Under the current circumstances a deficit is necessary—I am not going to argue that—and you might even make a case for a deficit being desirable, because history does make it abundantly clear that when we are in a situation like we are at the moment in Victoria austerity is not an option. It did not work in the days of the Great Depression—it probably aggravated it significantly—and it will not work now.

But if we are going to have fiscal stimulus, it has got to be directed to measures that will rapidly revive the economy. It has got to be directed to measures that are not structural in the budgetary sense, measures that are not going to add to the ongoing budget. Again, I think with this budget that is a significant concern, because far too many of the measures announced appear to be of a structural nature. 

By way of example, in the financial year that has just concluded the wages bill for the state is $27 billion in round terms. By the end of the forwards in 2023–24 that will have risen by $6.3 billion annually to $33.3 billion. That is a structural addition of $6.3 billion.

So that is $6.3 billion extra that has got to be paid out year in, year out, on an ongoing basis. If a fraction of that money that is being spent on the wages bill was being spent with the intention of supporting Victorian businesses to generate jobs, there would be a big jobs dividend. And you would get that dividend without the attendant additional structural costs.

Now, I know the Premier, when he is challenged on this, always says, ‘Don’t you want more police? Don’t you want more paramedics?’. Of course we do. But the reality is, as we know, it is not about police, it is not about paramedics. Overwhelmingly it is not about frontline service positions. It is simply building out the public sector, and it does not work.

The other major concern is that the government does not appear to know to a certain extent what these enormous sums of money are being spent on.

When you look at the annual financial report of the state of Victoria for 2019–20 it attributes the whole of the $6.5 billion deficit from that year to the impact of the pandemic, but when the Auditor-General had a look at the accounts he said he could only identify costs of around $4 billion that are attributable to the pandemic. So despite the government’s assertions, there are $2.5 billion of deficit that are not part of the pandemic, and apparently the Treasurer cannot tell the Auditor-General why it has been spent.

Now, I said I wanted to make some comments about debt, and as I have said, I have no issue at all with borrowing for long-term infrastructure investment.

I have no issue with deficit budgeting under exceptional circumstances, provided it is for non-structural spending. But we have got to watch that level of debt. We have got to watch it very, very closely.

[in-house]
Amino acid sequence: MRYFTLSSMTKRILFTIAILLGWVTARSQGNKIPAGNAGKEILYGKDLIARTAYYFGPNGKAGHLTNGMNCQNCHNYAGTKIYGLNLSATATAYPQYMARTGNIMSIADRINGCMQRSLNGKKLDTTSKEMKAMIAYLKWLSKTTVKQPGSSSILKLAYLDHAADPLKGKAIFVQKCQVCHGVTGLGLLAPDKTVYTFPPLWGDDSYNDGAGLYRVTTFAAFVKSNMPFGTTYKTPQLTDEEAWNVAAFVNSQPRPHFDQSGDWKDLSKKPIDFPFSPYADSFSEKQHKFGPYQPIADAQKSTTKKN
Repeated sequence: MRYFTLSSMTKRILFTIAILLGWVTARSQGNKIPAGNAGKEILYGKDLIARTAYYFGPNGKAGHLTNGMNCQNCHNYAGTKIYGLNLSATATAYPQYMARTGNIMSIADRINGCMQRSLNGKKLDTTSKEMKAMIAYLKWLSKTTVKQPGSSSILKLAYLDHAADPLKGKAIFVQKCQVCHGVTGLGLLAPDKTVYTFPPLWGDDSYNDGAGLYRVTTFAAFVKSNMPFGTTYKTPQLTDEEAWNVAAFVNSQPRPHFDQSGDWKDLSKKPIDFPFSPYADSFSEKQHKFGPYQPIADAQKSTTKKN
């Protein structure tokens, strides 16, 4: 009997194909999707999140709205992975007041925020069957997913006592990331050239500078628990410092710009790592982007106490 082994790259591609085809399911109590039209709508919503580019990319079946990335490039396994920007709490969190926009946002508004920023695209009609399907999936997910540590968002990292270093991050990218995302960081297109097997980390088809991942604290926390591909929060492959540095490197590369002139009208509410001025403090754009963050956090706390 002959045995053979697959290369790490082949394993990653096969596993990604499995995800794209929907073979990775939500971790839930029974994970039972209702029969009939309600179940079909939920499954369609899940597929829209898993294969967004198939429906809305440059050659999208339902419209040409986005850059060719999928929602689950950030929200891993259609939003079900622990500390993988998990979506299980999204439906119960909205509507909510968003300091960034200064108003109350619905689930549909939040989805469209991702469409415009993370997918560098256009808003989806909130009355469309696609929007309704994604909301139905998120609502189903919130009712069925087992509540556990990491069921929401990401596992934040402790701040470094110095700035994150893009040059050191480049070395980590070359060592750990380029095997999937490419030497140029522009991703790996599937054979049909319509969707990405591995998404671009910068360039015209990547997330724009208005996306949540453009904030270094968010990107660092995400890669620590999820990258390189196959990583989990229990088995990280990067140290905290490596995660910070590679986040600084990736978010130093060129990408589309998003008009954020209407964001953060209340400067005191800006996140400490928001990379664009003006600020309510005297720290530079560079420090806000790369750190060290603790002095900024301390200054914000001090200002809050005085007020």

When I entered the Parliament at the end of 2006 net debt was $2 billion. When the government took office in 2014, after the desal plant and a few major things like that, debt was around $22 billion. By the end of June it had doubled to $44 billion. By June 2024 that $44 billion will to the best part have quadrupled to $154 billion. So in my time in the Parliament we have gone from $2 billion to $154 billion.

We are currently enjoying record low interest rates, and of course if you are a government borrower, you do even better than that. But by the end of the forwards we will be paying in interest alone—not principal repayment; interest alone—$4 billion a year. Not paying it back, as I say—not paying the principal—simply paying the interest.

That is $4 billion that you cannot spend on health services. That is $4 billion that you cannot spend on education. That is $4 billion you cannot spend on the myriad other services the government provides. So the enormous debt burden that comes out of this budget I think is cause for very serious concern. It is manageable at the moment but who knows what will happen from here on in.

I think it is cause for even greater concern if the money that is borrowed by the government is used to cover up blowouts on infrastructure projects.

There is the government’s decision to conceal the state capital program instead of publishing it as budget paper 4. And the intention, as the Treasurer made clear yesterday, is that it is not just delayed; it is not going to be produced this year. That means the puzzle is incomplete. The Parliament is being asked to authorise through this appropriation measure and the budget the cost of the government’s plan without a full picture.

If you believe what you hear on the radio, apparently it is not just the Parliament; it is also the Treasurer, because when he was asked, I believe yesterday on 3AW, how far over budget key infrastructure projects had gone he said, ‘I don’t know’.

Seriously! The Treasurer of the state of Victoria says he does not know how far over these budgets have gone. No wonder they were not publishing the figures in budget paper 4—or the former budget paper 4.

Normally I would talk a little bit about the electorate. As has been the case many times in my 14 years in this house, that is not going to take long, because there is one item, and that is the opportunity for the Mornington Special Developmental School to do some planning to refurbish a school that should have been refurbished 10 or 12 years ago at least.

I am delighted for David Newport, the principal, and the school community, who have been pushing hard on this for very long time. They have finally got the planning money. Hopefully there will be a little more money to actually do the job next year.

But I just make the point that Victoria finds itself in crisis. It is a jobs crisis, it is a debt crisis and it is a crisis that has developed largely as a result of the incompetence of the government in managing the pandemic.

Unfortunately it is a crisis that this budget will do precious little to solve.